_{i}(i = 1, …, d); FP(l

_{1}, …, l

_{d}) denotes a feature-propagation layer with d fully connected layers; FC(l, r

_{drop}) is a fully connected layer with width l and dropout ratio r

_{drop}. The input data are downsampled to 50,000 points for each tile. The batch size is 6, and the Adam optimizer with a step learning rate initialized at 0.001 is adopted. Readers can refer to [30,33] for more details of the architectures of DeepLabv3 and PointNet++.

_{1}score, which are calculated as follows:

_{1}score is a comprehensive equal-weight metric of precision and recall. Table 1 lists the average metrics achieved on the test set tiles. Taking one building with its surrounding environment as an example, the isometric and top views of the original point clouds, ground truth labels, and predicted labels of the five methods are shown in Figure 8.

- (1)
- The SVM fails to differentiate between buildings and tree canopies, leading to a misprediction of miscellaneous items (Figure 8c) and relatively low precision for buildings and canopies.
- (2)
- The RF hardly improves its performance when the number of trees increases but has a slightly higher performance than the SVM; however, there are many outliers mixed in the true classes, which is disadvantageous for the subsequent modeling process.
- (3)
- Because DeepLabv3 does not have height information, it has a low accuracy at the edges of objects and tends to predict the edge points as miscellaneous items (blue points at the edges of the buildings and the canopies in Figure 8e). This makes the recall higher for miscellaneous items and significantly lower for buildings and canopies compared to their respective precision.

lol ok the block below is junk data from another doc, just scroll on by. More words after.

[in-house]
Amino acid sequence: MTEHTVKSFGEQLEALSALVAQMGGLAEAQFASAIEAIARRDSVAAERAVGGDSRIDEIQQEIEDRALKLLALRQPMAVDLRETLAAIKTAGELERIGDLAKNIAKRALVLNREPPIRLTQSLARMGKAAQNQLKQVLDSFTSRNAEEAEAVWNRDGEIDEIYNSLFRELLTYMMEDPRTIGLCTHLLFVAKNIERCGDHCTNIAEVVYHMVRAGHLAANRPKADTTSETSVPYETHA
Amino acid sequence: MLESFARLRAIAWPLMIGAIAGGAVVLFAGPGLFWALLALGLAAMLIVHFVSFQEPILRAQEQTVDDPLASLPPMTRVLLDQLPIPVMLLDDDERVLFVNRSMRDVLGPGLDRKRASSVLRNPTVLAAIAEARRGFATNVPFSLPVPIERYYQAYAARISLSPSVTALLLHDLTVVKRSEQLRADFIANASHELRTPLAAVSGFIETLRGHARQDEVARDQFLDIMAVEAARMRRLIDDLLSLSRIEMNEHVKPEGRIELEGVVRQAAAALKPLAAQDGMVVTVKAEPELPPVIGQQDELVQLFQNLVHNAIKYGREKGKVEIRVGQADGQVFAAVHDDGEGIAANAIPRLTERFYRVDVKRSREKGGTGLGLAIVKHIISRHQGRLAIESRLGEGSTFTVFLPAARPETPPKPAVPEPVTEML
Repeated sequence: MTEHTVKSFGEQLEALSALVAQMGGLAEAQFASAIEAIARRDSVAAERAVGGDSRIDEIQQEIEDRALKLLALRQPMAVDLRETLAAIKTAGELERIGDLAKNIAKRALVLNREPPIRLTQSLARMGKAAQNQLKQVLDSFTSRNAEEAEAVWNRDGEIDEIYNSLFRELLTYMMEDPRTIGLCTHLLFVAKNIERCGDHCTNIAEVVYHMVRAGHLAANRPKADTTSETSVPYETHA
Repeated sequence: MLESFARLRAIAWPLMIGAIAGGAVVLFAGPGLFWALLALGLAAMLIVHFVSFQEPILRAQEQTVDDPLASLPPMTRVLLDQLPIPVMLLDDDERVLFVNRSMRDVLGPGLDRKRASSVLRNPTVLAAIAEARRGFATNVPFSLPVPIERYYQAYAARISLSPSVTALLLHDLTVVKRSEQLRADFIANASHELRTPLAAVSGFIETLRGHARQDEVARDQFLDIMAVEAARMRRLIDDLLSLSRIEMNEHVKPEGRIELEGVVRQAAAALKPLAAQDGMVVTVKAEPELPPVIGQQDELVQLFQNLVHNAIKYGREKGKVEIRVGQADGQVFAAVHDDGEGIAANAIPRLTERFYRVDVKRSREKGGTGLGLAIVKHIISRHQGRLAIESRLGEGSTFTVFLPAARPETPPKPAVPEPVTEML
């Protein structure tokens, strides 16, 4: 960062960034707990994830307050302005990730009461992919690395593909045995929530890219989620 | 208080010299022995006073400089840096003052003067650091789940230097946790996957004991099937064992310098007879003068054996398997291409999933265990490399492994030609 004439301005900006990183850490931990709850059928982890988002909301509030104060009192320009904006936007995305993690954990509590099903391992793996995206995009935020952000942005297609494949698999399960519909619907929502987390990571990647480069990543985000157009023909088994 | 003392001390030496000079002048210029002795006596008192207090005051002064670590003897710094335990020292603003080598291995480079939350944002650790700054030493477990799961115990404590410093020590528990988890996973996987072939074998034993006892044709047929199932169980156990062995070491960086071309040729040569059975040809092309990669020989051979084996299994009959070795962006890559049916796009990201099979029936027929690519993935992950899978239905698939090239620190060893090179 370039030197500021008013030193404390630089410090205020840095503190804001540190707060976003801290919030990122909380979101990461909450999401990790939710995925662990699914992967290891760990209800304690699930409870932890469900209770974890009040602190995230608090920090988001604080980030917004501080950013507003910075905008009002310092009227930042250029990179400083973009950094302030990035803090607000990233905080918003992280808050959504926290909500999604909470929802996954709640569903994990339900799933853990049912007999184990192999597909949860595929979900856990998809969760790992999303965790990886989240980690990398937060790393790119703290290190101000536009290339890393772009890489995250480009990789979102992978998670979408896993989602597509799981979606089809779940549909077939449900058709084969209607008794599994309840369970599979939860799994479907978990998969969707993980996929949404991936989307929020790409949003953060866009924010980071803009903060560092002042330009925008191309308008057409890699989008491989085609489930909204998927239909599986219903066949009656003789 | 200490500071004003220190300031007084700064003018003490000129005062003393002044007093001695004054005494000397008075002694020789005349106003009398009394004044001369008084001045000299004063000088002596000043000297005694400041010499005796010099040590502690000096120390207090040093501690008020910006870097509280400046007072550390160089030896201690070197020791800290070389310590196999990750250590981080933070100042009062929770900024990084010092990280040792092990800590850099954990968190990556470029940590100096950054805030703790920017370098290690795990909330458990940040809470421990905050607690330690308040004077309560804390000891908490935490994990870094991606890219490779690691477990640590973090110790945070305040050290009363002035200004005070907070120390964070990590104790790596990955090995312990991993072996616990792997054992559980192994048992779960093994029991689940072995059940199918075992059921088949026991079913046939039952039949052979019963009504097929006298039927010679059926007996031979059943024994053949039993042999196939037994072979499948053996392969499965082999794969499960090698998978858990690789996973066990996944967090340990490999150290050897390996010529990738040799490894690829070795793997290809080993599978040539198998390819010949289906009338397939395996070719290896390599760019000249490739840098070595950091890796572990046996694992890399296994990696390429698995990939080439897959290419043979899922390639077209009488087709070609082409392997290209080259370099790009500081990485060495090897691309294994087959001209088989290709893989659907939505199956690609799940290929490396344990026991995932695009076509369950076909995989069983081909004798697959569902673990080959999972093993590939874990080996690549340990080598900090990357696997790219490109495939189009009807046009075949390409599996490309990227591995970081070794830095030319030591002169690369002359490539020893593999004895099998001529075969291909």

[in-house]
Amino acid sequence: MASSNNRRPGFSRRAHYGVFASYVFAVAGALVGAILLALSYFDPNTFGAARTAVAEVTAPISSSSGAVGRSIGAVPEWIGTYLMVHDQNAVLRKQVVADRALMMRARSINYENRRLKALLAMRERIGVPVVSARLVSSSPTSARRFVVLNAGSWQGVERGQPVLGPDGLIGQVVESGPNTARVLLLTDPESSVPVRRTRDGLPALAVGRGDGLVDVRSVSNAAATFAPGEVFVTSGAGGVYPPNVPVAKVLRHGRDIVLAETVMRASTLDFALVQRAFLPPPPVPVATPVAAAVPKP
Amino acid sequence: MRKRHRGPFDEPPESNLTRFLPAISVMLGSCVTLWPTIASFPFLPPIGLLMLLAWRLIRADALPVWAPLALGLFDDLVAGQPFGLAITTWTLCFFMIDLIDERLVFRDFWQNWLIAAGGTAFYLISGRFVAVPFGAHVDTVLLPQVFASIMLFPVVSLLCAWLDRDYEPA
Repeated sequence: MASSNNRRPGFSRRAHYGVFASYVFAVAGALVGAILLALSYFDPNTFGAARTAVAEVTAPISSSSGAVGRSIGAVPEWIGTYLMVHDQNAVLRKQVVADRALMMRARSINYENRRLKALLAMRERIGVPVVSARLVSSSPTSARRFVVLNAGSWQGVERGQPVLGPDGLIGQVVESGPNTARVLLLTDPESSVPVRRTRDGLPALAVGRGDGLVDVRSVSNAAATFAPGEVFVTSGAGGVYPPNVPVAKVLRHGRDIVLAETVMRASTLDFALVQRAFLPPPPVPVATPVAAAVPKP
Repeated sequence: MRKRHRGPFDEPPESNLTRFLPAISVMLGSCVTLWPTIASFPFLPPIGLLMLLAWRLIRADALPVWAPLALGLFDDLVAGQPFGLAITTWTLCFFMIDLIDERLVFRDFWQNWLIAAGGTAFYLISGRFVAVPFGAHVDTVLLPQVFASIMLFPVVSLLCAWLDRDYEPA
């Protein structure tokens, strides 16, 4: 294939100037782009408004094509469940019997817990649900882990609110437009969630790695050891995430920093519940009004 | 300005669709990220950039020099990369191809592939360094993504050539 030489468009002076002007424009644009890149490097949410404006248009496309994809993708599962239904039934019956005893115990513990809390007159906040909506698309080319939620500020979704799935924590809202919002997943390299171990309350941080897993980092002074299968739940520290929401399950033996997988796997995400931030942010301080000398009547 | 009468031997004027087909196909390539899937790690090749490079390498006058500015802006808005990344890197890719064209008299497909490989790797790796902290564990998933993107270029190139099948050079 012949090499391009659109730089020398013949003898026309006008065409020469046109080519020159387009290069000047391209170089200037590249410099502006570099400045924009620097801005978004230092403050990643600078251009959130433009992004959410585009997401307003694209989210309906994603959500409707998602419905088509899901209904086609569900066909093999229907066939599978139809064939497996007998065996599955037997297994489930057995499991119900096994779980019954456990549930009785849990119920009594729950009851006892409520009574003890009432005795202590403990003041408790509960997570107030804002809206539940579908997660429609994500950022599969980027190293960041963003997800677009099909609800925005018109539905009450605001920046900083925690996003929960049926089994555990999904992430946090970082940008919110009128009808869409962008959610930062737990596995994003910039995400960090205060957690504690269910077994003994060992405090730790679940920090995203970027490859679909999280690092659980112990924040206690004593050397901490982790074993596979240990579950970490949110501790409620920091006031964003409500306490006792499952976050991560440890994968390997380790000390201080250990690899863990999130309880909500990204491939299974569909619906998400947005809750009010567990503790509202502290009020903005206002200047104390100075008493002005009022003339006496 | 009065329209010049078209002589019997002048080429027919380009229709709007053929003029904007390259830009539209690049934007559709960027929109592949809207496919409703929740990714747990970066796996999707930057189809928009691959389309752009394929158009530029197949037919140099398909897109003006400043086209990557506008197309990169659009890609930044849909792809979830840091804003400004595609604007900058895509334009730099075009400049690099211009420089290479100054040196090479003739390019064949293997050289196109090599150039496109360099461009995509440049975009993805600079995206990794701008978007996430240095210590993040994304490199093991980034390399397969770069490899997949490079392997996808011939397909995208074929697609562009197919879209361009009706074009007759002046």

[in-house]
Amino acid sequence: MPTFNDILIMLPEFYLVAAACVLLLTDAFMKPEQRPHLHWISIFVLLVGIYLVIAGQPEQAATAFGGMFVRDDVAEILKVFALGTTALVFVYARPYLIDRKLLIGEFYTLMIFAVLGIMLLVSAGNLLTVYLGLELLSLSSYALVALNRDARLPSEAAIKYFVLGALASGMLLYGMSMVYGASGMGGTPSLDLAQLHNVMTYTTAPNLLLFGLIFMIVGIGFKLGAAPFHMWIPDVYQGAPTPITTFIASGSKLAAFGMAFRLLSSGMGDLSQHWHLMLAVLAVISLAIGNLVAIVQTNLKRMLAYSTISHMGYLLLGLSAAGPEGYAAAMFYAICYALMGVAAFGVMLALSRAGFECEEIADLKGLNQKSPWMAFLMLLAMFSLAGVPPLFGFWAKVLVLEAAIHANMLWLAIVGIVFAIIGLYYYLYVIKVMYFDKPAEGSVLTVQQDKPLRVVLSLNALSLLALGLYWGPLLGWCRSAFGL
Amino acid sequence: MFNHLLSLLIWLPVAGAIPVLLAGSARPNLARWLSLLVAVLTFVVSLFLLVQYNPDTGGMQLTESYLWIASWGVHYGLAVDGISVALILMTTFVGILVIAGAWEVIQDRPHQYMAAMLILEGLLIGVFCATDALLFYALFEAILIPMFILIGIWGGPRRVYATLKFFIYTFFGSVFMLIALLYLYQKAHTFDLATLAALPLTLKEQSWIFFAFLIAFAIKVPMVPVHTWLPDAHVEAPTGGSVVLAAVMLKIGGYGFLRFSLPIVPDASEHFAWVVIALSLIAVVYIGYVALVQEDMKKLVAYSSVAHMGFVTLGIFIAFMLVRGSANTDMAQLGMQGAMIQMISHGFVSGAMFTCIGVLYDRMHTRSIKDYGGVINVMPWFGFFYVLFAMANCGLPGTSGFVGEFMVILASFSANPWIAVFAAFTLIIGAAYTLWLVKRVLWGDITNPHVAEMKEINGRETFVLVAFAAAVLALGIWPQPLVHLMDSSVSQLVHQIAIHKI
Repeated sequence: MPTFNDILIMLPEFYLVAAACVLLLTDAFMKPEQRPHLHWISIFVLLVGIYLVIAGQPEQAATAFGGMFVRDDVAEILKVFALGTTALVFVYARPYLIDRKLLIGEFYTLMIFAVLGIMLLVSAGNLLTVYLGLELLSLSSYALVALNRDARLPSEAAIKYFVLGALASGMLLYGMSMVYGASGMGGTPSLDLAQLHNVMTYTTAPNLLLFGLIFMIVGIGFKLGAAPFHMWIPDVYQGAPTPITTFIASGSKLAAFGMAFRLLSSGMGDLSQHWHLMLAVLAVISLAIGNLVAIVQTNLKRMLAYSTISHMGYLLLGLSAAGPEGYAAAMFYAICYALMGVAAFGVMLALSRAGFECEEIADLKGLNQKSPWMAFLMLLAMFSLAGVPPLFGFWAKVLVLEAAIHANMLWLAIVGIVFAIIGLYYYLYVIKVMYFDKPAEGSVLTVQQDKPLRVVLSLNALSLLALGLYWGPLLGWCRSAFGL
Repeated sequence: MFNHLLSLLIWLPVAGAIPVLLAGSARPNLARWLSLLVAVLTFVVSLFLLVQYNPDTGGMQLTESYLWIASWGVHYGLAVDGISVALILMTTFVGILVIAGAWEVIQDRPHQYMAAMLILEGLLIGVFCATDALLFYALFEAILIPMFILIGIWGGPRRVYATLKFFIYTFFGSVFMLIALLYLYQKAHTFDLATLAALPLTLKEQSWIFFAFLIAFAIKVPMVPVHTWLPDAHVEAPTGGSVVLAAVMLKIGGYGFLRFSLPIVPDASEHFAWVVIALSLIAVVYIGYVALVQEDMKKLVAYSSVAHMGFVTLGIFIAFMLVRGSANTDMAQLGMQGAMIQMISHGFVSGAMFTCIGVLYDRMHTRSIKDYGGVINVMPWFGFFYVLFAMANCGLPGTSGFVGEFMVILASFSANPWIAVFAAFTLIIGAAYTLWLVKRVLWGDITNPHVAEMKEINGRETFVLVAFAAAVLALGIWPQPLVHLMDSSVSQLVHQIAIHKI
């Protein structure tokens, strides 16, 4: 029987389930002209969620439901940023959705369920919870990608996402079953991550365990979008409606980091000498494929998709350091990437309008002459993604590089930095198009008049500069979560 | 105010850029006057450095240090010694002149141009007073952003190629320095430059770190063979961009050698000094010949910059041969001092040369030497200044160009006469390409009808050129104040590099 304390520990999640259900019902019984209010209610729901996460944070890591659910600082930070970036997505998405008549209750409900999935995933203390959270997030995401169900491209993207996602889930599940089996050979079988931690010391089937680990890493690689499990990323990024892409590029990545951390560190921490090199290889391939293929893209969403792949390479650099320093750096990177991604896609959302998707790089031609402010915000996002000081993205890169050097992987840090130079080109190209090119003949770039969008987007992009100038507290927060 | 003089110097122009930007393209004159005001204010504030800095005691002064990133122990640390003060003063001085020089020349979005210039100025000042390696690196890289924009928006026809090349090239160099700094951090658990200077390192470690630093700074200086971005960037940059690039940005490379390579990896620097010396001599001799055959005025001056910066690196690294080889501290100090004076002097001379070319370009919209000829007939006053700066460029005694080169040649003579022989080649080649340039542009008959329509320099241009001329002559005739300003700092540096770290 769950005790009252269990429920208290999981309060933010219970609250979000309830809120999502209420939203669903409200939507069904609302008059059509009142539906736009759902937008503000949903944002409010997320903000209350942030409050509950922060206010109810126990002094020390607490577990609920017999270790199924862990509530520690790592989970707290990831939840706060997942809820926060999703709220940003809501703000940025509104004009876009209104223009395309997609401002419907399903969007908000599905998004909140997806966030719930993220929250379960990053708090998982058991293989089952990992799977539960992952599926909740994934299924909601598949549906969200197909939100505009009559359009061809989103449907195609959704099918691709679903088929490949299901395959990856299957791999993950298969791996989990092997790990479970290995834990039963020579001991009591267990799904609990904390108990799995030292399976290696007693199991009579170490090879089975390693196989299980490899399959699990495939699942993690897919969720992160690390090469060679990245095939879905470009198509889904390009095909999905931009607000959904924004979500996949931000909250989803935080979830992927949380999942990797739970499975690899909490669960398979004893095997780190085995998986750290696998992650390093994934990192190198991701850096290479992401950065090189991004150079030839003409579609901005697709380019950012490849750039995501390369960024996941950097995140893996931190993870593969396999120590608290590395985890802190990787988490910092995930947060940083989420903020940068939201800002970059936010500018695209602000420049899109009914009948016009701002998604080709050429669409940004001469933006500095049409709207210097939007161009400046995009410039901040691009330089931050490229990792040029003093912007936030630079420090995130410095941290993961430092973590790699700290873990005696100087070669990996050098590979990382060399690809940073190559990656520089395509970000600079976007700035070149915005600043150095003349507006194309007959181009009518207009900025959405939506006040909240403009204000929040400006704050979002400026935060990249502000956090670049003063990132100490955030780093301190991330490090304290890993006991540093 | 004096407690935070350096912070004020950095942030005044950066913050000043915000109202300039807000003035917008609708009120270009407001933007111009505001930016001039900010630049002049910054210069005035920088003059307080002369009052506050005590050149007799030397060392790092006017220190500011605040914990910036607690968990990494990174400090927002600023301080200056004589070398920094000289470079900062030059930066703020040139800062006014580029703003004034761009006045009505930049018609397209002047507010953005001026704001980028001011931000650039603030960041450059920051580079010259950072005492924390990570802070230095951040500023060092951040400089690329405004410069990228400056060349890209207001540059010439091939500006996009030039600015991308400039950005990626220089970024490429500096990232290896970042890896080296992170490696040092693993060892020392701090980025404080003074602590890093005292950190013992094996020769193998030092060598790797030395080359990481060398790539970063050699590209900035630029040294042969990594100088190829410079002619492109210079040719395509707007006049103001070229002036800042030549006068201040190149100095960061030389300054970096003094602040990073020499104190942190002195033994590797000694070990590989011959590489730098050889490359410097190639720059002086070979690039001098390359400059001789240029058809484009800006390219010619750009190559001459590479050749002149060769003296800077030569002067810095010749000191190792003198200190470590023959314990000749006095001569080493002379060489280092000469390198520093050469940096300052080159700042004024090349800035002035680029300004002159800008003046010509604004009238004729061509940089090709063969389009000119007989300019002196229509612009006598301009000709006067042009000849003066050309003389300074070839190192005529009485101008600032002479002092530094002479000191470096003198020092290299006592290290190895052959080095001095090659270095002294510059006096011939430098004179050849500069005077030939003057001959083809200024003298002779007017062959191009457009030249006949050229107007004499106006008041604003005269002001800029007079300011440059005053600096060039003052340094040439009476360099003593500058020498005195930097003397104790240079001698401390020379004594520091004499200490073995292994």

- (4)
- Although PointNet++ has a satisfying result for buildings, the precision for canopies is low because the normal vector distribution of the canopy areas is irregular. As shown in Figure 8f, the canopy points on the right side of the building have a high probability of being predicted as building points. This may lead to unexpected building point clouds and incomplete canopy point clouds in the modeling step.
- (5)
- The method proposed in this paper combining DeepLabv3 and PointNet++ improves the accuracy at the edges of objects as well as addresses the problems caused by the complexity of point cloud characteristics and the low generation quality due to occlusion. The accuracy for miscellaneous items is remarkably improved, and the precision and recall of buildings and canopies are balanced well, which can provide accurate point clouds for 3D modeling.

#### 5.2.2. Three-Dimensional Reconstruction

#### 5.2.3. CFD Simulation

## 6. Discussion

#### 6.1. Data Acquisition and Errors

#### 6.2. Efficiency

#### 6.3. Geometric Quality

## 7. Conclusions

- (1)
- Compared with the traditional CFD modeling methods based on GISs, the automated method based on oblique photography point clouds can reflect the current environment of the target area and drastically reduce the labor cost.
- (2)